Hofdame Note: The 17th of January marked 30 years since the death of King Olav V, the beloved King of Norway. Thank you to Ween for this comprehensive post. We know you will find it as touching and inspiring as we did. Look for Part 2 tomorrow.
Ween Note: Much of the material is taken from the second episode of King and Queen for 25 Years: The King is Dead – Long Live the King (Konge og dronning i 25 år: Kongen er død – leve kongen), which originally aired as part of the Silver Jubilee celebrations back in 2016. I have included the link if you would like to watch it for yourself.
The morning of January 17, 1991, much like the morning of January 17, 2021, dawned on a world full of uncertainty. But instead of monitoring a global pandemic, the eyes of the world were turned on the Persian Gulf. Five months earlier, Iraq had invaded neighboring Kuwait over financial and oil disputes. Many countries, including Norway, were debating whether or not they wanted to join a United States-lead coalition to liberate Kuwait from its larger neighbor. Norway had even more to worry about at home between the unemployment rate and a high interest rate.
But one thing Norwegians were certain of was the steadfastness of their king.
87-year-old King Olav V was in the midst of a celebrated reign. The world’s oldest monarch, he had been a symbol of Norway from the moment he was carried onto its soil by his father as a toddler in 1905. He was known as Folkekongen – The People’s King – thanks to his down-to-earth attitude. Beloved for leading the resistance during World War II, his popularity was sealed in 1973, when he was pictured taking the tram to ski slopes just outside of Oslo during the height of the oil crisis.
When asked why he would travel on the tram without bodyguards, Olav simply answered, “I have four million bodyguards.” Norway’s population was approximately four million people in 1973. Source: Jan A. Martinsen, NTB Scanpix.
In 1990 he had been as active as ever: marking the 50th anniversary of Nazi Germany’s invasion of Norway during World War II, standing on the palace balcony and happily waving to the children parading past on Constitution Day, meeting with government ministers and ambassadors. But that June, he suffered a debilitating stroke which had left him hospitalized for weeks. Crown Prince Harald quickly took over as regent so his father could recuperate. All seemed to be going well despite Harald continuing his regency into the fall, even giving the “throne speech” at the opening of Storting; Olav’s recovery had been uneventful enough that he was present, though visibly frail, at the Christmas Day service at Holmenkollen Chapel.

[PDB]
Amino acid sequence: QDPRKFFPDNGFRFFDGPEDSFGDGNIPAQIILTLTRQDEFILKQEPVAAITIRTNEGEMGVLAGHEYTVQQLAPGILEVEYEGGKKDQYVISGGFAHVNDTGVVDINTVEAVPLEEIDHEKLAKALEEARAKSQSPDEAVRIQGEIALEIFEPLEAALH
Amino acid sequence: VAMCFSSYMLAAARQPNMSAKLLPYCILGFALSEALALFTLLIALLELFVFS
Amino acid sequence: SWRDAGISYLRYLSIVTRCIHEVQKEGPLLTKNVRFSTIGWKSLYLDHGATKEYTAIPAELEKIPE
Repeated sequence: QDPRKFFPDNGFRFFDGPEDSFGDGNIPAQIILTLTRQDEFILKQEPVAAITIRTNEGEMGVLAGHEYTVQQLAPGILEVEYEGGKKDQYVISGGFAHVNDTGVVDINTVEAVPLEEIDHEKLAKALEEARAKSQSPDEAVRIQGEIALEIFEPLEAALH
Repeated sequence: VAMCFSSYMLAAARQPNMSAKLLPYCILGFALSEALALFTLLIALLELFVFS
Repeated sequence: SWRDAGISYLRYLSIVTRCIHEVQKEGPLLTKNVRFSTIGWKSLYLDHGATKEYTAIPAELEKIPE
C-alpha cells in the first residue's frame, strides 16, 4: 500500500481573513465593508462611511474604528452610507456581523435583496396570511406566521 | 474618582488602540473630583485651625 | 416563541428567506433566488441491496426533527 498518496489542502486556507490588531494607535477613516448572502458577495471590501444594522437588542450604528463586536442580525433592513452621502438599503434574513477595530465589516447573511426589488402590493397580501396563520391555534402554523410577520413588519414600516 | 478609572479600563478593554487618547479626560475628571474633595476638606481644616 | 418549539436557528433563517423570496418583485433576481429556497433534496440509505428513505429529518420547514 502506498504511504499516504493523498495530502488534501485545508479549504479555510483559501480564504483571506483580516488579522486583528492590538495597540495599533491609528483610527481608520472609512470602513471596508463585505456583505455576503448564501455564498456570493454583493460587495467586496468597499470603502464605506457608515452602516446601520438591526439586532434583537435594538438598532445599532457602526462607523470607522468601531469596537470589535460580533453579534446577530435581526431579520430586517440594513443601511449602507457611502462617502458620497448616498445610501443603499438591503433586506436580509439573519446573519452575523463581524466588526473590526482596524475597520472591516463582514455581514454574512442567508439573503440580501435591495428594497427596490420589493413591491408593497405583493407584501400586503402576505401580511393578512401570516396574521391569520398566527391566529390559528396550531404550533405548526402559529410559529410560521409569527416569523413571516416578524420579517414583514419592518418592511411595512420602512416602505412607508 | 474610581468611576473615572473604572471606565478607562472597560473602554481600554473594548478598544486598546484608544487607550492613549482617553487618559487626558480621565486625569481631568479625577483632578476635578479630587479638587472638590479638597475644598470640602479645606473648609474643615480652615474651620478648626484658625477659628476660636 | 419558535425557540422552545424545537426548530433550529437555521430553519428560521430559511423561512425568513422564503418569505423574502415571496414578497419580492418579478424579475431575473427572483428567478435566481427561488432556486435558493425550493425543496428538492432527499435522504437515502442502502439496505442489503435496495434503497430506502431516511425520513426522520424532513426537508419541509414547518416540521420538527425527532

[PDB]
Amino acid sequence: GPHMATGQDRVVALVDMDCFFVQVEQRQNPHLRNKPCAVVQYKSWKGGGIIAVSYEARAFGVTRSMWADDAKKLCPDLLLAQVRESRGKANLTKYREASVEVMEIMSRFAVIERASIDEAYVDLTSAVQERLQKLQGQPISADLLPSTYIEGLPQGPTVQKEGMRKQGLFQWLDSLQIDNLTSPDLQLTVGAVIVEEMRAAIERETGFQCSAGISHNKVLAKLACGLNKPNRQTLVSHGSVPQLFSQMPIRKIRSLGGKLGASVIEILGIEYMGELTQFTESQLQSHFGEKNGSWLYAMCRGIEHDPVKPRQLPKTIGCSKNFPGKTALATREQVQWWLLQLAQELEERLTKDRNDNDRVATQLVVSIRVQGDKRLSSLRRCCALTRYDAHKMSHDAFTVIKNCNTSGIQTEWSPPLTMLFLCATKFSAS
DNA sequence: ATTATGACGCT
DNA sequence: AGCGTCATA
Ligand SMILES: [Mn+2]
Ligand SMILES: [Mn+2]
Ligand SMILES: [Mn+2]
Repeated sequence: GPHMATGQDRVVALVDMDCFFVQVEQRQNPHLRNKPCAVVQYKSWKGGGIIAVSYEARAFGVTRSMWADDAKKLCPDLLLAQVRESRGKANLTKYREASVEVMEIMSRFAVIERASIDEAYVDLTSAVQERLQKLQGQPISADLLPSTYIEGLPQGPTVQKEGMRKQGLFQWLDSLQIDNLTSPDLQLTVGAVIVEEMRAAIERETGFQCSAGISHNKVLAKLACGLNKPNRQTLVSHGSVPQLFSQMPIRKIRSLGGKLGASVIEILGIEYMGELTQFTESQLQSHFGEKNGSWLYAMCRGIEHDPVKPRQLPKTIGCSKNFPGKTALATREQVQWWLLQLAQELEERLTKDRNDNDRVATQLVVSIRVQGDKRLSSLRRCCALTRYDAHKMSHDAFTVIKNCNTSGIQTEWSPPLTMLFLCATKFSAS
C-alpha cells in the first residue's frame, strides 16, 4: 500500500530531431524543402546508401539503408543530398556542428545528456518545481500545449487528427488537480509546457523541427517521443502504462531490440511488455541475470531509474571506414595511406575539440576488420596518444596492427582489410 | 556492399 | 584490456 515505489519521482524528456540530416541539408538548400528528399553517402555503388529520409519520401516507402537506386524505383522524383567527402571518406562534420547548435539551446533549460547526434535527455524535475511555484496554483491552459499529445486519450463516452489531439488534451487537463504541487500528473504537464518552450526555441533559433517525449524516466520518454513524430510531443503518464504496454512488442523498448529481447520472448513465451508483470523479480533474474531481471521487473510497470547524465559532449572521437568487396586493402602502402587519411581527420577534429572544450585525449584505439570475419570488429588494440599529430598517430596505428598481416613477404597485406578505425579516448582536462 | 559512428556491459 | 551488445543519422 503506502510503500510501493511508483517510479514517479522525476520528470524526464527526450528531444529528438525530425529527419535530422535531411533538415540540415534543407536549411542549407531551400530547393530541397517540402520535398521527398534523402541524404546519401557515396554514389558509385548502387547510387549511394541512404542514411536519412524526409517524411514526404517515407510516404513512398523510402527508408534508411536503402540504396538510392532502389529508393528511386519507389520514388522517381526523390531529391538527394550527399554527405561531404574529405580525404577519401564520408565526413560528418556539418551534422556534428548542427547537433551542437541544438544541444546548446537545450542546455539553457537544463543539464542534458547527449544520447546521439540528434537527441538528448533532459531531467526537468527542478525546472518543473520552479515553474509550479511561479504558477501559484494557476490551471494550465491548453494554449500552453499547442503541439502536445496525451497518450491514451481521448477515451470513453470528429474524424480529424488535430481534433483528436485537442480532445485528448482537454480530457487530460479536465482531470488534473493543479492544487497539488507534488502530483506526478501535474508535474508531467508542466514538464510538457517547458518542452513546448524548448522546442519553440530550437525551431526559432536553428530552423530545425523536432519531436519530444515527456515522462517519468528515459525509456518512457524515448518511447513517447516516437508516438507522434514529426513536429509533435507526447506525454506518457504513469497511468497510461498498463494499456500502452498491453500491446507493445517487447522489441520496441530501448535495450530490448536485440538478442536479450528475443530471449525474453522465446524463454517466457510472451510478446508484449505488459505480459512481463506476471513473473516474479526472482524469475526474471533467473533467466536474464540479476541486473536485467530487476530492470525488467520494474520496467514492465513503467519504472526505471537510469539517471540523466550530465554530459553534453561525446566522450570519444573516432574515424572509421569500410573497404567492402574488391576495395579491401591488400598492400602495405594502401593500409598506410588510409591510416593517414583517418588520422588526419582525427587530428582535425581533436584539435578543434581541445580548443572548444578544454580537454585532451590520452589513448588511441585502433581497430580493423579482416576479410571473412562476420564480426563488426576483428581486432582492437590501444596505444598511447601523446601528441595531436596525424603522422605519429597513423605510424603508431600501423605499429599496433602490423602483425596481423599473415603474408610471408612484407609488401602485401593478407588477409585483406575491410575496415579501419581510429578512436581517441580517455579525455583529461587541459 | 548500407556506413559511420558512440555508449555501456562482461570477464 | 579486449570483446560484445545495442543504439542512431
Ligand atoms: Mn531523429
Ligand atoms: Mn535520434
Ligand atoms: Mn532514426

King Olav arrives at Holmenkollen Chapel to attend Christmas Day Service on December 25, 1990. Source: NRK.
The mood of January 17 was also visibly frail. Operation Desert Storm had begun at 12:45 AM Oslo time; President George H.W. Bush addressed the American people to inform them coalition forces were bombing military targets in Iraq. Prime Minister Gro Harlem Brundtland raced home from Helsinki; the Norwegian Coast Guard had a ship in the Persian Gulf. Odd Karsten Tveit, the sole Norwegian reporter left in Saudi Arabia, was broadcasting live from his hotel room in Riyadh. King Olav woke up to the news everyone was dreading.
Prime Minister Gro Harlem Brundtland returns to Oslo following the start of Operation Desert Storm. Source: NRK.
Despite the bad news, King Olav had a seemingly normal, if reduced, schedule on the last day of his life. He met with then-President of the Storting, Jo Berkow, to be interviewed for a book Berkow was writing about Norwegian history. Following their conversation at the palace, King Olav invited President Berkow to Kongsseteren, his primary residence following his stroke, for lunch. As Berkow took his leave following the meal, King Olav said “We shall meet again next Thursday, Mr. President. Thank you for coming today.” It was the last words he would ever say to Berkow. He then sat back down in his armchair and turned on the television to watch the 24/7 news coverage of the start of the war.
Not to be outdone, Crown Prince Harald joined his father at the palace, where he met with the Defense Minister, held six audiences, and watched the National Ski Championships. He then had a quick lunch and drove over to the Maritime Museum for the opening of their new exhibit.
Crown Prince Harald leaves the palace. He will return that night as King Harald V. Source: NRK.
As day turned to evening, King Olav continued watching the news. But one of the staff at Kongsseteren quickly realized something was wrong. He quickly called a nurse, who diagnosed King Olav with a severe myocardial infarction: a fatal heart attack.
“I consider him to be the first casualty of the war,” King Harald would say later, “He had a heart attack while watching it on the news. He thought World War III had broken out, and he wanted nothing to do with it.”
The Crown Prince was informed that King Olav was seriously ill, and he needed to get to Kongsseteren following his visit to the Maritime Museum. He was joined there by his two older sisters, Princesses Ragnhild and Astrid. King Olav had been revived, but was drifting in and out of consciousness. Harald quickly called the rest of his family, who weren’t home: Crown Princess Sonja was taking French classes in Villefranche-sur-Mer, Princess Märtha Louise was training for the show jumping championships in England, and Prince Haakon Magnus was on a skiing trip with friends. Everyone began making their way back to Oslo.
Kongsseteren, King Olav’s home for the last months of his life. Source: NTB Scanpix.
At Kongsseteren, Princess Astrid told her father that she and her siblings were by his side. “Good,” he said. It was the last word he would ever say.
King Olav V died peacefully at 10:20 PM Oslo time.